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New Jersey man indicted for alleged role in GoFundMe scam involving homeless man

The homeless military veteran, Johnny Bobbitt, and Katelyn McClure, Mark D'Amico's ex-girlfriend, pleaded guilty in exchange for their cooperation with authorities.
Prosecutors alleged that Mark D'Amico, center, his then-girlfriend Katelyn McClure and homeless veteran Johnny Bobbitt made up a story in late 2017 about Bobbitt giving $20 to help McClure when her car ran out of gas in Philadelphia.
Johnny Bobbitt Jr., Kate McClure, and McClure's boyfriend Mark D'Amico at a Citgo station in Philadelphia on Nov. 17, 2017.Elizabeth Robertson / Philadelphia Inquirer via AP file

MOUNT HOLLY, N.J. — A New Jersey man was indicted on charges stemming from his role in fabricating a feel-good story about a homeless man rescuing a woman from the side of a highway in order to scam online donors out of $400,000 in contributions, prosecutors said Wednesday.

Burlington County Prosecutor Scott Coffina said 39-year-old Mark D'Amico, of Florence, was indicted on six separate charges related to the scheme.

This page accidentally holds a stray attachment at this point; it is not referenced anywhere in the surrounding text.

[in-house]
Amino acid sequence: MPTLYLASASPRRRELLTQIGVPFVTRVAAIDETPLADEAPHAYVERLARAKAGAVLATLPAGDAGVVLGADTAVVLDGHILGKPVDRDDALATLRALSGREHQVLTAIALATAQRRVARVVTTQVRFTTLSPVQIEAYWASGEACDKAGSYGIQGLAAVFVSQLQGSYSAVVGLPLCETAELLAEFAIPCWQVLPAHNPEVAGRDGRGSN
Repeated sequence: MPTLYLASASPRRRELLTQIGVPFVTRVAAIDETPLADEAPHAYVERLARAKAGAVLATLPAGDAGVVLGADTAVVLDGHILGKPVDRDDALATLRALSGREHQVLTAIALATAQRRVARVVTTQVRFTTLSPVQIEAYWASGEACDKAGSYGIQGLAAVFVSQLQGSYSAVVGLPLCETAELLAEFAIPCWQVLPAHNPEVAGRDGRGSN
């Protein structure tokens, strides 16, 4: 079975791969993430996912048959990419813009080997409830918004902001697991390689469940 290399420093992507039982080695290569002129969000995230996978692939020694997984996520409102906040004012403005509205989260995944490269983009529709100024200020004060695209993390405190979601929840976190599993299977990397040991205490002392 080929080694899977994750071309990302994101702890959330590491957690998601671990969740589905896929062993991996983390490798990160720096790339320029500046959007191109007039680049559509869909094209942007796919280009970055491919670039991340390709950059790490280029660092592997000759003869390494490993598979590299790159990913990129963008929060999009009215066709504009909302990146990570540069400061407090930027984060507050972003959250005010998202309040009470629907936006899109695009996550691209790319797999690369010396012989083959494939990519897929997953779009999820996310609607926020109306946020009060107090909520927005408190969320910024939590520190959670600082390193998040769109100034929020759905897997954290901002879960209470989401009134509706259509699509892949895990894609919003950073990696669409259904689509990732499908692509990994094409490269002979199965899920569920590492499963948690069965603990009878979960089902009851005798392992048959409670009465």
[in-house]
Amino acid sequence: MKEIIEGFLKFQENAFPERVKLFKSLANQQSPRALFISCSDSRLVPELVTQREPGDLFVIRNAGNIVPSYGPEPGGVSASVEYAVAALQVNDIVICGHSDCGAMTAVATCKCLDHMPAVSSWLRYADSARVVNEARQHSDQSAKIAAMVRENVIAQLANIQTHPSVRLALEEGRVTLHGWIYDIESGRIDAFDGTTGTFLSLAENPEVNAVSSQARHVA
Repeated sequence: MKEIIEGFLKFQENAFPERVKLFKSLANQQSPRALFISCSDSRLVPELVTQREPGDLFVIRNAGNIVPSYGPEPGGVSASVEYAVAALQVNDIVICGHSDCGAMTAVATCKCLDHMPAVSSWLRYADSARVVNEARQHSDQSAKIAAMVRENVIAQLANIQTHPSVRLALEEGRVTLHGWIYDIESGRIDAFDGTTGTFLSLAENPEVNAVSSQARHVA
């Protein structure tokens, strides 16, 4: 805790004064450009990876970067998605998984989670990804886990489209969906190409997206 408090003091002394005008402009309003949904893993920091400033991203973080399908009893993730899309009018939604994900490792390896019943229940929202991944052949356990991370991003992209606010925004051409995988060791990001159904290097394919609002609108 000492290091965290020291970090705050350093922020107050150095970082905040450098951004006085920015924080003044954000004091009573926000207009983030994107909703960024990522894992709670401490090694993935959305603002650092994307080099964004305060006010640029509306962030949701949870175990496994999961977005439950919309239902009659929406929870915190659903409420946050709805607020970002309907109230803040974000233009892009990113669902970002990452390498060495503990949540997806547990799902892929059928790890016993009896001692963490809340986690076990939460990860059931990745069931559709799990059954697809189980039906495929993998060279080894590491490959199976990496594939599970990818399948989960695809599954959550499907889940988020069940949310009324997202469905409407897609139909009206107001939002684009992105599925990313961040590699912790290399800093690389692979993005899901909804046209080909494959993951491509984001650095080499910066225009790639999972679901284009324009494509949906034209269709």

A message has been left with D'Amico's attorney for comment.

Johnny Bobbitt and Katelyn McClure pleaded guilty in exchange for their cooperation with authorities.

McClure, who is D'Amico's ex-boyfriend, pleaded guilty in state Superior Court in April to second-degree theft by deception under a plea agreement that calls for her to serve four years in state prison and help repay the $400,000.

Mark D'Amico in November 2018.Burlington County Prosecutors Office via AP file

McClure must also testify against D'Amico. He has earlier denied wrongdoing.

Bobbitt, a homeless military veteran, was sentenced last month to five years' probation for his role in the scheme. Under his plea agreement, he will also help repay the money, according to prosecutors.

Authorities say the trio concocted the story that Bobbitt rescued McClure, D'Amico's then-girlfriend, from the side of a Philadelphia interstate in 2017 to enrich themselves.

Prosecutors say the three split the money and spent lavishly, including on a BMW, designer bags and trips to Las Vegas and elsewhere.

The group solicited donations through GoFundMe, purportedly to help Bobbitt, and got significant attention with a media blitz that included posing for photos together, revisiting the spot where they claimed they first met, and appearing on "Good Morning America."

In all, more than 14,000 people contributed.

Prosecutors say the scheme "was designed to pull at the heartstrings of caring, trusting individuals."

GoFundMe says it has refunded the money.

McClure and Bobbitt also pleaded guilty in March to federal charges stemming from the scheme.

D'Amico has not been charged in federal court.